Albina Library

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Albina Library
Albina Library in Portland.jpg
Building exterior in 2012
Albina Library is located in Portland, Oregon
Albina Library
General information
Address 3605 NE 15th Avenue
Town or city Portland, Oregon
Country United States
Coordinates 45°32′57″N 122°39′02″W / 45.549152°N 122.650420°W / 45.549152; -122.650420Coordinates: 45°32′57″N 122°39′02″W / 45.549152°N 122.650420°W / 45.549152; -122.650420
Owner Multnomah County Library
Renovating team
Architect Richard Brown Architects (exterior) and Thomas Hacker and Associates (interior)
Website
Albina Library

The Albina Library is a branch of the Multnomah County Library, located in northeast Portland, Oregon.[1] The library's origins date back to 1906 with the establishment of a small reading room that housed 100 books. The branch has relocated three times since then, moving from the building which now houses The Title Wave Used Bookstore to a retail plaza in northeast Portland.

The branch offers the Multnomah County Library catalog of two million books, periodicals and other materials.[1]

History[edit]

Albina Library was established in 1906 as a small reading room which housed 100 books under the custodianship of Mrs. P.P. Leche.[2] According to Multnomah County Library, the precise location of the reading room is unknown and circulation records for 1906 do not exist. In September 1907 the library relocated to a larger space within the Emporium building on Williams Avenue. The Library Association of Portland's 1907 annual report states, "... on September 16, the branch was opened in charge of Miss Ella G. Dewart. The eagerness with which the people of Albina young and old have taken advantage of this library has been a surprise even to those who believed most thoroughly in it. It has been almost impossible to keep the shelves supplied with books."[2] In 1909 the library moved to Russell Street; by the end of the year the collection contained 3,149 volumes and circulation increased to 36,800 items.[2]

In 2009, the library closed briefly for a remodeling of the staff workroom.[3] Self-checkout stations and security gates were installed in 2010.[4][5]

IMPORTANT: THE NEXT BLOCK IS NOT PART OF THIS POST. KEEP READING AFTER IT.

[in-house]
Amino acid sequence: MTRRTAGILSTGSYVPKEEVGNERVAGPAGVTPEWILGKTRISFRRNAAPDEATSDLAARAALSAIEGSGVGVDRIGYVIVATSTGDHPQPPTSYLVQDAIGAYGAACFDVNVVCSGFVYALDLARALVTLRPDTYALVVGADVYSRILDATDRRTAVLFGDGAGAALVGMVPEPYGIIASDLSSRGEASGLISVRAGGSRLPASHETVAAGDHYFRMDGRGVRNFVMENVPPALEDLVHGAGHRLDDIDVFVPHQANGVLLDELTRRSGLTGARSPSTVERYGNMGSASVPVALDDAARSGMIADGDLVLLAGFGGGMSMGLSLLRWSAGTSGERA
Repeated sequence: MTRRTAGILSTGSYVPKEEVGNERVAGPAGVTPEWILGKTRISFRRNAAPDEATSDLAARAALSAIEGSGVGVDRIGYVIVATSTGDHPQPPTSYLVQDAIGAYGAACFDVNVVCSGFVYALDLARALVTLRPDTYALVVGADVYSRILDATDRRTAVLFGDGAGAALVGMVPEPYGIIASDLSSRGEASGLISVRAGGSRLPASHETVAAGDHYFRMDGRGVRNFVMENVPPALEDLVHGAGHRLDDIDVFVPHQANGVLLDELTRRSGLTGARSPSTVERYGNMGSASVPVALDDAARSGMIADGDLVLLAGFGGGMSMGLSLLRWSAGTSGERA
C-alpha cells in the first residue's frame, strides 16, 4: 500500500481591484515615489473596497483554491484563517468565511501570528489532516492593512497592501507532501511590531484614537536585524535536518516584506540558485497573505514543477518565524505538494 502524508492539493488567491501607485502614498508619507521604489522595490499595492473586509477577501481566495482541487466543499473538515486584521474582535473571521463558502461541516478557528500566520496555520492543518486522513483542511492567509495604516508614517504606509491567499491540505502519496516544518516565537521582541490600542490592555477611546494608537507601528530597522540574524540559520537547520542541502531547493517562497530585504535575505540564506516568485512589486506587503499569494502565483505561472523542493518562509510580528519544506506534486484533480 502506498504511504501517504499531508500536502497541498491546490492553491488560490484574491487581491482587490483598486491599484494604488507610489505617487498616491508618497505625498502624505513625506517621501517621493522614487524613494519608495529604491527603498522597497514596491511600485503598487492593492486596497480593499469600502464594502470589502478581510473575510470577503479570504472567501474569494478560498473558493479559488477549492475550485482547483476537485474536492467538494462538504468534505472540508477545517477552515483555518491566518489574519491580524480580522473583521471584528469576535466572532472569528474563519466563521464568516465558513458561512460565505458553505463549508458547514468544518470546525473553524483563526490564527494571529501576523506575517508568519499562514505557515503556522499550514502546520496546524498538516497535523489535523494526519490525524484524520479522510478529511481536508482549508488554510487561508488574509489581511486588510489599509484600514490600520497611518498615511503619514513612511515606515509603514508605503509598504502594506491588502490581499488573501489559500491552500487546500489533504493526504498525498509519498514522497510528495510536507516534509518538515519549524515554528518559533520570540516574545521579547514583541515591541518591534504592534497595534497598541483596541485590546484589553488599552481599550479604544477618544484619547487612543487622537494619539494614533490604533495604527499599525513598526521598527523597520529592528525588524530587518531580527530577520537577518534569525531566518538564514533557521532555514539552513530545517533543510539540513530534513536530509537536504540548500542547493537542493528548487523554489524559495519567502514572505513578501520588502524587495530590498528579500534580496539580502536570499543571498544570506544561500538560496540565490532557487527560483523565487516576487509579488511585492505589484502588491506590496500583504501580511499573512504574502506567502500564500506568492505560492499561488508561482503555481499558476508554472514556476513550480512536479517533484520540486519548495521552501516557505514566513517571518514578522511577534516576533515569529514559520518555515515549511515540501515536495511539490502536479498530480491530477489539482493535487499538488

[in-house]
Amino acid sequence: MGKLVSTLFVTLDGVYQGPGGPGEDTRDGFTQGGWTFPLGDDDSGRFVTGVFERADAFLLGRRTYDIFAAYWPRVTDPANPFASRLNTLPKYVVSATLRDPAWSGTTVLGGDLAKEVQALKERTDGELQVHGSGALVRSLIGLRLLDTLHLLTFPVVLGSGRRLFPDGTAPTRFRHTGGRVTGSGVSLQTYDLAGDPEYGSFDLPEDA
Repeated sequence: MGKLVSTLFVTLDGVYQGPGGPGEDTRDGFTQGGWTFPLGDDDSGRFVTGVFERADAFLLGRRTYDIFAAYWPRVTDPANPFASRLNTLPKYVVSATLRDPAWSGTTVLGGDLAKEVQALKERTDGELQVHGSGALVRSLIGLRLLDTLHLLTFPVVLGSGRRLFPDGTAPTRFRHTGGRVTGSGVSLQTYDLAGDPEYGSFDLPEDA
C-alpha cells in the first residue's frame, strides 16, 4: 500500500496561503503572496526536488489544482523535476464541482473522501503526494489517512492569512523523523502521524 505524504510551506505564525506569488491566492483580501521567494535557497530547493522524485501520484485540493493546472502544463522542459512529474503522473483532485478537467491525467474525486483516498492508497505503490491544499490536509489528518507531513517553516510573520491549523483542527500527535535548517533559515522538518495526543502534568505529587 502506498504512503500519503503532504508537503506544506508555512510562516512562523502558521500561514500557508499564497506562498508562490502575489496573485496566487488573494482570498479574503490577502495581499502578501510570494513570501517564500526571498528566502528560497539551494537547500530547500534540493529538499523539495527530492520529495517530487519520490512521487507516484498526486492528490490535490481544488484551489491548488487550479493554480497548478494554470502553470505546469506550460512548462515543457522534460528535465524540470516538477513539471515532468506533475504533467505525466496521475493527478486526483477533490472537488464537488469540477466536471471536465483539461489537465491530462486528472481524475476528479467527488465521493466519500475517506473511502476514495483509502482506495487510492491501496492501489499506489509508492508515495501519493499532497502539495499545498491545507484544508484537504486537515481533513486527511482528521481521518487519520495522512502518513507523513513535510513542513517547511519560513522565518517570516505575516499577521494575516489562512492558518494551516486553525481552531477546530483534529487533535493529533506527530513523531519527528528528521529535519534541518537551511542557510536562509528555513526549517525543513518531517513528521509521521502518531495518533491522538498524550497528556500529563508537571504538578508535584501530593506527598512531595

Over the years the library has hosted numerous activities, including arts and crafts workshops,[6][7] book groups,[8] performances for children,[7] plays and reading sessions with therapy dogs.[9][10] The library has also served as a Loaves & Fishes meal site as well as a ballot drop-off site during elections.[11][12]

See also[edit]

References[edit]

  1. ^ a b "Albina Library". Multnomah County Library. Retrieved November 1, 2012. 
  2. ^ a b c "Albina Library History". Multnomah County Library. Retrieved November 1, 2012. 
  3. ^ "Albina Library closed July 28–30". Multnomah County Library. July 2, 2009. Retrieved November 2, 2012. 
  4. ^ "Albina Library Closed Nov. 16 for Equipment Installation". Multnomah County Library. October 19, 2010. Archived from the original on July 12, 2012. Retrieved November 2, 2012. 
  5. ^ Buxton, Matt (November 12, 2010). "Albina Library to Close for Day While New Book Scanners and Security Are Installed". The Oregonian. Portland, Oregon: Advance Publications. ISSN 8750-1317. Retrieved November 2, 2012. 
  6. ^ "How to Hide Things in a Book". Multnomah County Library. 2012. Retrieved November 1, 2012. 
  7. ^ a b "Celebrate the Month of the Young Child at Your Library!". Multnomah County Library. Retrieved November 2, 2012.  Note: For arts and crafts workshops, see "The Art of Bookmaking with Recycled Materials". For performances for children, see "A Rhythmic Road Trip Around Brazil".
  8. ^ "Book Groups". Multnomah County Library. Retrieved November 2, 2012. 
  9. ^ "Hep Cats & Hound Dogs". The Portland Mercury. Portland, Oregon: Index Publishing. 2012. Retrieved November 2, 2012. 
  10. ^ "Read to the Dogs". Multnomah County Library. Retrieved November 2, 2012. 
  11. ^ "Loaves & Fishes Meal Sites" (PDF). Multnomah County Library. August 2012. Retrieved November 1, 2012. 
  12. ^ Brown, Ruth (May 15, 2012). "Voted Yet? Find an Election Ballot Drop Box Site in Portland". Willamette Week. Portland, Oregon: City of Roses Newspapers. Retrieved November 2, 2012. 

External links[edit]